Such declarations have motivated China to claim, since 2006, India’s entire Arunachal Pradesh state as “South Tibet” and to press India, in the negotiations over the long-disputed Himalayan border, to relinquish at least the part of the Tawang district located in that state. But the declaration that has most infuriated China was the one he made last December, suggesting that he would be the last Dalai Lama.

China knows that there is every reason to expect that restive Tibet, whose people have largely scorned the Chinese-appointed Panchen Lama as a fraud, would not accept its chosen Dalai Lama. If the Dalai Lama issued clear guidelines about his own reincarnation, Tibetans would be even less likely to accept China’s appointment. The question is why the Dalai Lama has hesitated to do so.

The biggest risk stemming from the Dalai Lama’s passing is violent resistance to Chinese repression in Tibet. As it stands, the Dalai Lama’s commitment to nonviolence and conciliation — exemplified in his “middle way” approach, which aims for Tibet to gain autonomy, but not independence — is helping to ensure that Tibetan resistance to Chinese rule remains peaceful and avoids overt separatism.

Indeed, over the last 60 years, Tibetans have pursued a model resistance movement, untainted by any links with terrorism. Even as China’s repression of Tibet’s religious, cultural, and linguistic heritage becomes increasingly severe, Tibetans have not taken up arms. Instead, they have protested through self-immolation, which 140 Tibetans have carried out since 2009.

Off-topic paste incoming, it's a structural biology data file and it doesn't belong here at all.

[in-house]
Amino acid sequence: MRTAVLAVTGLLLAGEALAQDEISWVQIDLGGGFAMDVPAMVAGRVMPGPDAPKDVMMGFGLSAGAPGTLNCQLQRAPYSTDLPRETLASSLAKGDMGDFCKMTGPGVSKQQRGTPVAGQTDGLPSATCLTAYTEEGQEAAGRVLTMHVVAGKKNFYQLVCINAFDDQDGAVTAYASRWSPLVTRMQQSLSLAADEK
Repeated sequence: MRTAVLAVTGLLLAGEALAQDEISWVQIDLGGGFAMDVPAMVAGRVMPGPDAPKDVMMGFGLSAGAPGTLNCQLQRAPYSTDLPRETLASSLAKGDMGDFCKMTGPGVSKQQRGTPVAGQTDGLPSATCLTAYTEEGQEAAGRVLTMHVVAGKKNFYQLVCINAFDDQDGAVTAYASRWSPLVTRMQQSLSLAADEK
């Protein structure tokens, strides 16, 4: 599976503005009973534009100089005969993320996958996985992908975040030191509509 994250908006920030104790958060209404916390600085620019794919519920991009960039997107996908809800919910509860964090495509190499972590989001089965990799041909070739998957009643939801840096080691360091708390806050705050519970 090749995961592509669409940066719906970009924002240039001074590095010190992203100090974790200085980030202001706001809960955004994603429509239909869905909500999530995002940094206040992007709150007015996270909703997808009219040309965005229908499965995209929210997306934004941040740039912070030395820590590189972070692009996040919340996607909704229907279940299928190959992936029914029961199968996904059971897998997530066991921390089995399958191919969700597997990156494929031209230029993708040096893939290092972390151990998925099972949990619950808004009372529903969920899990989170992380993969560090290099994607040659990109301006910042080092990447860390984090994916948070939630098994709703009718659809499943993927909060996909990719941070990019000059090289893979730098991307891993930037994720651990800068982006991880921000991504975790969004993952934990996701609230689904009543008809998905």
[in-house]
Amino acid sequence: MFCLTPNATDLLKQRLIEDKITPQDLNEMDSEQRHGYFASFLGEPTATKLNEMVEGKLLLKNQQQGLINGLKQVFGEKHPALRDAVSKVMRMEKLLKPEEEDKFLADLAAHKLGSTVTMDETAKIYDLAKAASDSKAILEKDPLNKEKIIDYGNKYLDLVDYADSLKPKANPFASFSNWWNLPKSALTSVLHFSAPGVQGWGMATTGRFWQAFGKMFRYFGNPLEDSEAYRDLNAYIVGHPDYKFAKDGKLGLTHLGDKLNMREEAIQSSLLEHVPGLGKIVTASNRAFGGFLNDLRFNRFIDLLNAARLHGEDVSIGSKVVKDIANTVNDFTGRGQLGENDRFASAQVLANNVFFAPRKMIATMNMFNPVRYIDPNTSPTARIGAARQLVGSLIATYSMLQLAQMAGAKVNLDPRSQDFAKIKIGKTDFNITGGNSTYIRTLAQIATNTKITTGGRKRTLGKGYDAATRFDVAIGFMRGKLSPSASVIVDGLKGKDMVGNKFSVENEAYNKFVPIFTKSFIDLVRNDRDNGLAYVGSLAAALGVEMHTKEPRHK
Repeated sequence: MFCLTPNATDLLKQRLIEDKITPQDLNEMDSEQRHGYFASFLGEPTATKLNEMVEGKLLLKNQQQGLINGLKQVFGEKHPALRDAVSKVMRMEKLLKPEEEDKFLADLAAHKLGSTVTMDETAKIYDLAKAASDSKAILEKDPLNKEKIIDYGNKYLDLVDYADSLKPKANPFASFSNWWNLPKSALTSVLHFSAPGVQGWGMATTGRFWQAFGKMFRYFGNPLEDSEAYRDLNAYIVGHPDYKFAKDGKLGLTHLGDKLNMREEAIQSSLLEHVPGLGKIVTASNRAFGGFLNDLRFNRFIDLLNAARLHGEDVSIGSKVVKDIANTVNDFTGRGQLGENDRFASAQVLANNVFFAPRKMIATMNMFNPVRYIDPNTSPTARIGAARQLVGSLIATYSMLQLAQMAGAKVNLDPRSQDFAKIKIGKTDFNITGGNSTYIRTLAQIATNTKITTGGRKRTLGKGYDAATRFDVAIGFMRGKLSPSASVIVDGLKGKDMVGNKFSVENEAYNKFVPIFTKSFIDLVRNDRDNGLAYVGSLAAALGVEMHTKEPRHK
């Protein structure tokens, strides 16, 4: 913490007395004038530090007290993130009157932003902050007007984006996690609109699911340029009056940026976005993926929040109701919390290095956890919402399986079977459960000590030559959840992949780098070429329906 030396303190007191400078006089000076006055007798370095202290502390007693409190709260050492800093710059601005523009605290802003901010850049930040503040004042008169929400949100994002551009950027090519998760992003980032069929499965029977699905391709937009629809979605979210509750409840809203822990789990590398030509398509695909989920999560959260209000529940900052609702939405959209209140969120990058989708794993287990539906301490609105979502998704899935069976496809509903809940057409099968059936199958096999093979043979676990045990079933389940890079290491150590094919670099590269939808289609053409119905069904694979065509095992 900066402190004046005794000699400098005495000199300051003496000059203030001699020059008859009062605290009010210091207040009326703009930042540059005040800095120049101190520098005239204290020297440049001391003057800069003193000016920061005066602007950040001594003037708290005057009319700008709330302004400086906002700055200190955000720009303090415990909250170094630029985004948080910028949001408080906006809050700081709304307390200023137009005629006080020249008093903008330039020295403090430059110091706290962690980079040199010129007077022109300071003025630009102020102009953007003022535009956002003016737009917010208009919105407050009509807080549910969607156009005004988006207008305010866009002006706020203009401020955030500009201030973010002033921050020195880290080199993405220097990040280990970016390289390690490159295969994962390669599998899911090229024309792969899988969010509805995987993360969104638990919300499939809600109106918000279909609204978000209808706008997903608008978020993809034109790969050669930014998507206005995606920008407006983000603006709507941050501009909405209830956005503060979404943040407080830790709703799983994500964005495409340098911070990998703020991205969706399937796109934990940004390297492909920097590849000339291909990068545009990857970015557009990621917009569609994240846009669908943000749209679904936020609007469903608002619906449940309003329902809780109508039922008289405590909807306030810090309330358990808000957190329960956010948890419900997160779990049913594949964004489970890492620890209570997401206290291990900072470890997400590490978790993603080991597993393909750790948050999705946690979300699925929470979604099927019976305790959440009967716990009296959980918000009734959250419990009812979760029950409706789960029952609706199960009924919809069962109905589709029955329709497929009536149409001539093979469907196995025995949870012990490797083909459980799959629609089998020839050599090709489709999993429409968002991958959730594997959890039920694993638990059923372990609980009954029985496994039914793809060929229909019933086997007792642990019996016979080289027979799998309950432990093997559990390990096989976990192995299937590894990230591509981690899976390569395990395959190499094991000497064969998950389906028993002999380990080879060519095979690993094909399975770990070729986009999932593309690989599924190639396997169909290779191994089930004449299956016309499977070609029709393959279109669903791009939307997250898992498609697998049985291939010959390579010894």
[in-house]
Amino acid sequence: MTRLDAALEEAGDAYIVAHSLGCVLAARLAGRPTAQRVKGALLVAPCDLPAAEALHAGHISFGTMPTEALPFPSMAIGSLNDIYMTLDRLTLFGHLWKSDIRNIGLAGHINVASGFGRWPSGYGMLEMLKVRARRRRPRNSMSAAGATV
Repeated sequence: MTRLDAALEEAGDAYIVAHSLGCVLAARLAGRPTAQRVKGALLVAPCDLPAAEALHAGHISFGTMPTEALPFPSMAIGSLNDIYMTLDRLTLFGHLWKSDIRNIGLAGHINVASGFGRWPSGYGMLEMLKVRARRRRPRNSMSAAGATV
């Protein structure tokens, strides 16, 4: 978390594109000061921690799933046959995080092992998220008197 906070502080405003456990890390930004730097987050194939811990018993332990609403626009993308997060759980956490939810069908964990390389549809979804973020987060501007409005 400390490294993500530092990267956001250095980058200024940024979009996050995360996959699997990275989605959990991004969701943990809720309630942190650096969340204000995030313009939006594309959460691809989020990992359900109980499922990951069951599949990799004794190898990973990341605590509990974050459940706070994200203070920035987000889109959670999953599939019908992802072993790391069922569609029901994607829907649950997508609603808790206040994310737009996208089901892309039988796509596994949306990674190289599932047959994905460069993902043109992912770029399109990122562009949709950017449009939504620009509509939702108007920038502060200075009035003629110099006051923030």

But, once the current Dalai Lama is gone, this approach may not continue. Younger Tibetans already feel exasperated by China’s brutal methods — not to mention its sharp rebuff, including in a recent white paper, of the Dalai Lama’s overtures. Against this background, a Chinese-appointed “imposter” Dalai Lama could end up transforming a peaceful movement seeking autonomy into a violent underground struggle for independence.

Given that the rightful Dalai Lama would be a small child, and thus incapable of providing strong leadership to the resistance movement, such an outcome would be all the more likely. China exploited just such a situation, when the current Dalai Lama was only 15, to invade and occupy Tibet.

After the 13th Dalai Lama died in 1933, a leaderless Tibet was plagued by political intrigue, until the present Dalai Lama was formally enthroned in 1950. The next power vacuum in the Tibetan hierarchy could seal the fate of the Dalai Lama lineage and propel Tibet toward a violent future, with consequences that extend far beyond that vast plateau.

— Project Syndicate, 2015

Brahma Chellaney, professor of Strategic Studies at the New Delhi-based Centre for Policy Research and Fellow at the Robert Bosch Academy in Berlin, is the author of nine books, including Asian Juggernaut; Water: Asia’s New Battleground; and Water, Peace, and War: Confronting the Global Water Crisis.